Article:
Aboriginal women are “overrepresented” among totals of murdered and missing women in Canada, accounting for 16 percent of female homicide victims while comprising just 4.3 percent of the female population in the country, an official police tally has revealed.
The Royal Canadian Mounted Police (RCMP) on Friday May 16 released its National Operational Overview on Missing and Murdered Aboriginal Women report on aboriginal women and violence, and the numbers paint an even starker picture than advocate estimates had.
Moreover, the report found, aboriginal women account for 11.3 percent of missing-women cases, the RCMP said in the comprehensive, final report whose preliminary results had been released earlier in the month.
“This report concludes that the total number of murdered and missing Aboriginal females exceeds previous public estimates,” the RCMP said in a statement. “This total significantly contributes to the RCMP’s understanding of this challenge, but it represents only a first step.”
In total, the RCMP tallied, 1,181 incidents of indigenous female homicides and unresolved missing women cases, 164 of those disappeared and 1,017 murdered. A good 225 cases are still unsolved, including 105 women missing for more than 30 days as of November 4, 2013, with their cause of disappearance characterized as unknown or of suspected foul play. Also unsolved are 120 homicides, the RCMP said. The report covered the period from 1980 through 2012.
“The total indicates that Aboriginal women are over-represented among Canada’s murdered and missing women,” the RCMP said. “There are similarities across all female homicides. Most homicides were committed by men and most of the perpetrators knew their victims—whether as an acquaintance or a spouse.”
About 90 percent of both aboriginal and non-aboriginal victims’ cases have been solved, the RCMP said.
Strong reaction poured in, with renewed calls for a national inquiry into the issue.
“Today’s RCMP report reaffirms the magnitude of the crisis of missing and murdered Indigenous women in Canada and clearly indicates the urgent need for action by many different players, including First Nations, governments, police services and others,” said Assembly of First Nations (AFN) Regional Chief for Alberta Cameron Alexis, who leads the organization’s work in justice and policing.
“A national shame and a national tragedy, Indigenous women are vastly over-represented in the numbers of missing and murdered women and girls,” Alexis said in a statement. “We are demanding immediate action based on these concrete facts and numbers so that not one more woman or girl is victimized and that no family member has to spend another day without answers. Ending violence against Indigenous women is an urgent priority for First Nations across the country and today’s report should compel all Canadians and the federal government to support immediate action. The AFN continues the call for a coordinated National Action Plan, including a National Public Commission of Inquiry, as well as immediate direct investments in shelters and preventative support measures to keep the most vulnerable of our citizens safe and secure.”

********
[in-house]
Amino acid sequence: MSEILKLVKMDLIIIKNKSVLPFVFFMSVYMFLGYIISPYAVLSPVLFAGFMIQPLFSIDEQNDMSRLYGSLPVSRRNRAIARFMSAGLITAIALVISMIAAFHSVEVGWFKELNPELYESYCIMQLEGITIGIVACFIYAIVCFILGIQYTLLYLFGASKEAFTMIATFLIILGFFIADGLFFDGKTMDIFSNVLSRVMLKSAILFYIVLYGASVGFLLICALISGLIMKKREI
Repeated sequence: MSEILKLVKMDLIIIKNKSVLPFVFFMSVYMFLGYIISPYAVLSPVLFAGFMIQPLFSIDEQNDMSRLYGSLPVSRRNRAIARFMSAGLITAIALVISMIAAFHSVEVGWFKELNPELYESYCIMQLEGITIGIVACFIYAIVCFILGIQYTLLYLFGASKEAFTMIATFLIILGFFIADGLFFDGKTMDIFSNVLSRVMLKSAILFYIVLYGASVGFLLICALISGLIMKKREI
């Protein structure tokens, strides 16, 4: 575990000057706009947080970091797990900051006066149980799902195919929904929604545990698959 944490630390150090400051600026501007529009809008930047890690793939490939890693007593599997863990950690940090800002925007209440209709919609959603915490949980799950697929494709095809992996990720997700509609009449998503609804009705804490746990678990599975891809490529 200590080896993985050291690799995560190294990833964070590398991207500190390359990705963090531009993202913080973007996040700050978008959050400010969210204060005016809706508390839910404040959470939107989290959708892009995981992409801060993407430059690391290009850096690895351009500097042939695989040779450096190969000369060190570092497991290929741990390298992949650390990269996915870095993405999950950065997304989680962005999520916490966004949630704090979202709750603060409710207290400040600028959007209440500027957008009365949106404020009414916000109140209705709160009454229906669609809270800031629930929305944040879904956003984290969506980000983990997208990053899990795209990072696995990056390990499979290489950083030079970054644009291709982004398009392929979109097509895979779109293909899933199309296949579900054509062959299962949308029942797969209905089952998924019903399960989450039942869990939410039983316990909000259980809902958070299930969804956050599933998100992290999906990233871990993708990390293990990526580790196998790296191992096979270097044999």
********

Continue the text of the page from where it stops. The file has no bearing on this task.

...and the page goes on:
Just a couple of days earlier, United Nations Special Rapporteur on the Rights of Indigenous Peoples James Anaya had released his final report on Canada’s treatment of its aboriginal population and found it to be wanting. He too called for a national inquiry into the numbers of missing and murdered women. The Canadian government has consistently refused to convene one.
The AFN outlined what is needed, demanding a well laid out national public action plan; increasing investment immediately into shelters and other support both on and off reserve; focusing on prevention among youth stretching from urban centers to remote communities, and allocating adequate resources following the recommendations for policing services given by First Nations.
The RCMP vowed to get to the bottom of the matter, urged on by Canada’s own Minister of Justice,
“Some 40 studies have already been completed over the years dealing with the issue of missing and murdered aboriginal women,” MacKay said in a statement quoted by CBC News. “We must continue to take concrete action now, not just continue to study the issue.”